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OP04 Quantifying the contribution of statins to the decline in population mean cholesterol by socioeconomic group in england 1991–2012: a modelling study
  1. C Kypridemos1,
  2. P Bandosz1,
  3. G Hickey2,
  4. M Guzman-Castillo1,
  5. K Allen1,
  6. I Buchan3,
  7. S Capewell1,
  8. M O’Flaherty1
  1. 1Department of Public Health and Policy, University of Liverpool, Liverpool, UK
  2. 2Department of Epidemiology and Population Health, University of Liverpool, Liverpool, UK
  3. 3Centre for Health Informatics, University of Manchester, Manchester, UK

Abstract

Background Serum total cholesterol is one of the major targets for cardiovascular disease prevention. Statins are effective for cholesterol control in individual patients. At the population level, however, their contribution to total cholesterol decline remains unclear. The aim of this study was to quantify the contribution of statins to the observed fall in population mean cholesterol levels in England over the past two decades, and explore any differences between socioeconomic groups.

Methods This is a modelling study based on data from the Health Survey for England (HSE). We analysed changes in observed mean total cholesterol levels in the adult England population (aged 18 and over) between 1991–92 (baseline) and 2011–12. We then compared the observed changes with a counterfactual ‘no statins’ scenario, where the impact of statins on population total cholesterol was estimated and removed. Statin effectiveness in the population was modelled based on published meta-analyses, self-reported statin uptake from HSE and the 2011 and 2012 Prescription Cost Analysis reports. We estimated uncertainty intervals (UI) using Monte Carlo simulation, where confidence intervals (CI) were impractical. The analysis was stratified by age-group, sex and quintiles of index of multiple deprivation (where possible and relevant) and was performed in R v3.1.0 statistical software.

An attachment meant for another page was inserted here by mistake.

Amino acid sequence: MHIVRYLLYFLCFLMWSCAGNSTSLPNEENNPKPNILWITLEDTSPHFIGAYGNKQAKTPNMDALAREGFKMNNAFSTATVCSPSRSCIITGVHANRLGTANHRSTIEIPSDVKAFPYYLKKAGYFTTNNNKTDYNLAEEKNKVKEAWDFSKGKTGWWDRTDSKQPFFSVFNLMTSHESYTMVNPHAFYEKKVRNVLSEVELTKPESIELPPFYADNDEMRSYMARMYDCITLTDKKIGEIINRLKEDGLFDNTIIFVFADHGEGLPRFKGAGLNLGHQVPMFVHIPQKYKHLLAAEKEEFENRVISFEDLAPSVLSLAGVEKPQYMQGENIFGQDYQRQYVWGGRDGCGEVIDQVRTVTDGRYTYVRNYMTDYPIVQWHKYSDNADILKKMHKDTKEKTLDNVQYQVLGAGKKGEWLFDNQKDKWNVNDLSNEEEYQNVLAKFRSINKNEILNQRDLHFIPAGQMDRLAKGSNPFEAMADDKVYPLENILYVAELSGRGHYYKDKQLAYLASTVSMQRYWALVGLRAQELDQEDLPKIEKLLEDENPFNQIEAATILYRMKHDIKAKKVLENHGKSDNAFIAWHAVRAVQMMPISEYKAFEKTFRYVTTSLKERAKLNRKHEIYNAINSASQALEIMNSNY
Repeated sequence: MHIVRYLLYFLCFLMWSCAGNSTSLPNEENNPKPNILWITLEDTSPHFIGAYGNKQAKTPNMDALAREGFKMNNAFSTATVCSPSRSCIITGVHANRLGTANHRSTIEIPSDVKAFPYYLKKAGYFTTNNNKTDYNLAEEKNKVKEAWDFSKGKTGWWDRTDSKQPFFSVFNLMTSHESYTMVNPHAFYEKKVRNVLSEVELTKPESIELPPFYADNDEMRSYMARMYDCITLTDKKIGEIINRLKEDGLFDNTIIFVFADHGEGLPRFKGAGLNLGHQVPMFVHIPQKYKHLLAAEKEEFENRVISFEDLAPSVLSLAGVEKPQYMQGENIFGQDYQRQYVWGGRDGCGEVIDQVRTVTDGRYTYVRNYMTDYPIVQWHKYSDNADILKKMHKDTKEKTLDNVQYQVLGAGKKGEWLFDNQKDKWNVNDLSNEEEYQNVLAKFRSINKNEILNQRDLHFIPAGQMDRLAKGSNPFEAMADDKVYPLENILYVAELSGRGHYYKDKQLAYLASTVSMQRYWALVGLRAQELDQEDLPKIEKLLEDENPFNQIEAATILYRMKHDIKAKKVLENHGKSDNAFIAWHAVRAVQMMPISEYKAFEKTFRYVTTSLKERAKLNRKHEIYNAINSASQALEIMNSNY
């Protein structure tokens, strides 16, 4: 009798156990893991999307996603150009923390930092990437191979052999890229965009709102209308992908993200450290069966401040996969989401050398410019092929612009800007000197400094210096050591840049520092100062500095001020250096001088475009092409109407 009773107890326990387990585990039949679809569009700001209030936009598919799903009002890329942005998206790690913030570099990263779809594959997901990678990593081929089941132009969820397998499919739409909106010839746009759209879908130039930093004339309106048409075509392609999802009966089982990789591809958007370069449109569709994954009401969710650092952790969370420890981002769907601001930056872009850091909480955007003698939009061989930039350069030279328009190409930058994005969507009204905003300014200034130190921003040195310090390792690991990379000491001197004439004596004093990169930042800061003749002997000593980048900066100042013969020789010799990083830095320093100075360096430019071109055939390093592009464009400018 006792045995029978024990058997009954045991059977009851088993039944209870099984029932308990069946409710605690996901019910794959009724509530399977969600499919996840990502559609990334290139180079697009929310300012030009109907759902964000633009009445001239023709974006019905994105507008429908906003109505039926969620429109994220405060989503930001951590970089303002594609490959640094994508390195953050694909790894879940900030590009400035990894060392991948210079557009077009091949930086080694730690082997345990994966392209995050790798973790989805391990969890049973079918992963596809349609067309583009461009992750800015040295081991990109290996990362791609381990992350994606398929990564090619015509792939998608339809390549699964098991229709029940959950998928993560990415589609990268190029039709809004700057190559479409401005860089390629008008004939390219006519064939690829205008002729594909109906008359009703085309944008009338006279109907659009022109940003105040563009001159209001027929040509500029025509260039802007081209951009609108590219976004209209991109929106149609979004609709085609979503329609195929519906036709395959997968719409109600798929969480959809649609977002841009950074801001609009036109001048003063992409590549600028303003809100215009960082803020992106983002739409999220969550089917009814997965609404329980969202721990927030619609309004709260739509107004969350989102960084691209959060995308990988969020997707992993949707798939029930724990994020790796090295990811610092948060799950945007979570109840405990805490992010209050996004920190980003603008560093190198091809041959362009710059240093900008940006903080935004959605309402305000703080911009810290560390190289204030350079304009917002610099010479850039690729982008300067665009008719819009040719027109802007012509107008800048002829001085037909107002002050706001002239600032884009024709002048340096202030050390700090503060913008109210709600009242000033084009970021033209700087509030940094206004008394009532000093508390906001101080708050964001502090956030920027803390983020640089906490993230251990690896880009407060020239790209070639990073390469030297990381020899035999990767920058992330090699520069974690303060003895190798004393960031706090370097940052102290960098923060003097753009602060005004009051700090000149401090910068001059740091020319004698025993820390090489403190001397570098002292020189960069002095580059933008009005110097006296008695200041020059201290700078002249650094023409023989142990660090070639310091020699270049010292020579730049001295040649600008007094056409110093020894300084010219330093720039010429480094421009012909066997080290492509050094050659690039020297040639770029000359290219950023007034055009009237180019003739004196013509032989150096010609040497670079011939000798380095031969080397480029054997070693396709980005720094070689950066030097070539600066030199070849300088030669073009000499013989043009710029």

Results In 2011–12, 13.2% (95% CI: 12.5–14.0%) of the English adult population used statins at least once per week, compared with 1991–92 when the proportion was just 0.5% (95% CI: 0.3–1.0%) for any lipid lowering medication. Statin utilisation was higher among the most deprived groups. Between 1991–92 and 2011–12, mean total cholesterol declined from 5.86 mmol/L (95% CI: 5.82–5.90) to 5.17 mmol/L (95% CI: 5.14–5.20). For 2011–12, mean total cholesterol was about 5% lower in most deprived group compared to the most affluent group.

In our ‘no statins’ scenario we predicted a mean total cholesterol of 5.36 mmol/L (95% CI: 5.33–5.40) for 2011–12. Statins were responsible for approximately 33.7% (95% UI: 28.9–38.8%) of the total cholesterol reduction since 1991–92. The statin contribution to cholesterol reduction was greater among the more deprived groups of women, while showing little socio-economic gradient among men.

Conclusion Our model suggests that statins explained around a third of the substantial falls in total cholesterol observed in England since 1991 and their impact on reducing socioeconomic inequalities in total cholesterol was generally positive. Approximately two thirds of the cholesterol decrease can reasonably be attributed to dietary improvements.

  • Statins
  • Inequalty
  • Modelling

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